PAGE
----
Step 4: Making the Headpiece of the Pulley

Cut a 2” diameter wooden disc and cut a deep groove in the edge. Then drill a hole through the center of the wheel. The headpiece is done, but it doesn’t have anything to hold it. Cut 4 2x2 squares, and drill 5/16 holes through the center of all of them. Then thread a 5/16 bolt through the headpiece and put bearings and washers through the bolt, and putting it through 2 of the 4 pieces.Space the stock pieces 3 in. Apart. The headpiece is now done.

Step 5: Making the Belt

I used a rolled leather leash as my belt, but any thin leather strap will work. Pull the belt around the area you want to put it, and mark where to cut it. Once cut, you can either sew the two pieces together, or staple them together like I did. Whatever you do, make sure to attach the belt inside both of the pulleys.

Step 6: Making the Tail Stock

Using the other two stock pieces from the previous step, put a 5/16 bolt through with bearings and washers. It is ideal to sharpen the tip, but this can also be accomplished by using progressively smaller taps to thread until sharp.

Step 7: Making the Chuck

The chuck is something that anyone who has tried to make a lathe understands how expensive it is. The obvious alternative is to make your own chuck, with 2” pvc pipe. Cut off a 5” segment and drill four holes in the side, each being equidistant and adjacent to one another. Then use a die to thread them, so bolts can be put through. To finish, take a 2” pvc cap and glue it on the end, making sure to drill through the center and thread it to 5/16. Once done, use a 5/16 nut to hold the chuck on the axle for the headpiece.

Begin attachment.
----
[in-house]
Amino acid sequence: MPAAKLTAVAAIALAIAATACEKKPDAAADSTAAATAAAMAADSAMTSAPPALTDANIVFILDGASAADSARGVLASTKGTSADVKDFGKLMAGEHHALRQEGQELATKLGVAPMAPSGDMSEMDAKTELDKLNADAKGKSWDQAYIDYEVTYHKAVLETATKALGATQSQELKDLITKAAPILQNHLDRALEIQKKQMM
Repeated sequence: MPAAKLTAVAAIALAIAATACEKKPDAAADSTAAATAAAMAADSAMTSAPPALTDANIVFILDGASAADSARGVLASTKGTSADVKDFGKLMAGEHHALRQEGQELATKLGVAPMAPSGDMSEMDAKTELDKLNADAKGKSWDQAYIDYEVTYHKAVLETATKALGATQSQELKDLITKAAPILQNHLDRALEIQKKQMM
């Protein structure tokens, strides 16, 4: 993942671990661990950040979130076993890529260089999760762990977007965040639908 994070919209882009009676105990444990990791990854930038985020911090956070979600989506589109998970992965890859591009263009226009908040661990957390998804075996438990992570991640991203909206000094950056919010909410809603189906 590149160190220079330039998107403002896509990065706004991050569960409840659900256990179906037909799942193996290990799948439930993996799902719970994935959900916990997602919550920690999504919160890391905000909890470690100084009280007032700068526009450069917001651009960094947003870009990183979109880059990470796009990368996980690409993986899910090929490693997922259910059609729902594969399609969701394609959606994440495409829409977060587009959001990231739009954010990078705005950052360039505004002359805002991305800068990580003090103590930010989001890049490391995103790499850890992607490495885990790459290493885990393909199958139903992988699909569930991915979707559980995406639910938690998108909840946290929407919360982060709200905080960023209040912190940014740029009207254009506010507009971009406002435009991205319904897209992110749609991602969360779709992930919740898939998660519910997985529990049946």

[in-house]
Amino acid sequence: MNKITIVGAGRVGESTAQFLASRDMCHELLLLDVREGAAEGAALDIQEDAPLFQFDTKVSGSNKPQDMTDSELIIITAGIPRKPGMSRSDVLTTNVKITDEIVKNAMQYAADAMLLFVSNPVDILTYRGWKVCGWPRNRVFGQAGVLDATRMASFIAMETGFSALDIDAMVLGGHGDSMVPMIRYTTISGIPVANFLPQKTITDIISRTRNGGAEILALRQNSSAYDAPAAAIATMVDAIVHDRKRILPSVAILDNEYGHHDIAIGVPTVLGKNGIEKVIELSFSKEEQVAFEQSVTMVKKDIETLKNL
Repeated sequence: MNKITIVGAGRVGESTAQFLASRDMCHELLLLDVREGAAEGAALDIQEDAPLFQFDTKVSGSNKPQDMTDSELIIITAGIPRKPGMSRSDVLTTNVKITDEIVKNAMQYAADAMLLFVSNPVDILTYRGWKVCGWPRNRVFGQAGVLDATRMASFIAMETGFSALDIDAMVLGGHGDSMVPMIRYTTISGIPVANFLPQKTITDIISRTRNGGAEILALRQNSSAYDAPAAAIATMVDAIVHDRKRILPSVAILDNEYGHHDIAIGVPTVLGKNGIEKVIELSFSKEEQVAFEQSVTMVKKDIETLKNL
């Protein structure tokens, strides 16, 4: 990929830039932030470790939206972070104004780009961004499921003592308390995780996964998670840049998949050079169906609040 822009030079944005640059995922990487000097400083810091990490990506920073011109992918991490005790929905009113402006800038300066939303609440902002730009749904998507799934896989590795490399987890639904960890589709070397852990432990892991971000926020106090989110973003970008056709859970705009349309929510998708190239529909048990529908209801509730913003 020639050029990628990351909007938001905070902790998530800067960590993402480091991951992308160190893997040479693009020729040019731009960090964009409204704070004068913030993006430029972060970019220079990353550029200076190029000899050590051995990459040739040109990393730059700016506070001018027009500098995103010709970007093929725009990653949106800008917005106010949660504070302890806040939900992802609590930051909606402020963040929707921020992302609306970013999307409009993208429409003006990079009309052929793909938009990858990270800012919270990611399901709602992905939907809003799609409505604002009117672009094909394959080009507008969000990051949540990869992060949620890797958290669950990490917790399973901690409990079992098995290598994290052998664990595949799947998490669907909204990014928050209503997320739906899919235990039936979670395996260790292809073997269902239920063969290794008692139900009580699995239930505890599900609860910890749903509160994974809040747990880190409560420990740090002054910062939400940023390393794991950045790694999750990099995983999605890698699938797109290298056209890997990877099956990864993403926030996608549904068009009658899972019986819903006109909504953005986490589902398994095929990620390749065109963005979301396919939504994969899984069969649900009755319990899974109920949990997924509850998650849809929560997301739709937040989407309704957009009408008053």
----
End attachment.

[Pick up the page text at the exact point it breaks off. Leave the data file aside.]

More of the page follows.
Step 8: Making the Pegs

With the tail stock completed, we need a way to adjust the size of the piece we turn on the lathe, so creating a peg system is key. I’d doesn’t matter how far apart the are, as long as they are consistent and equidistant. I cut out a rectangular hole and drilled holes on either side of the hole for the pegs to go into when the tail stock is rigged up. Do add pegs to the tail stock, I put a 8x3” Board under the tail stock and put pegs in holes on either end.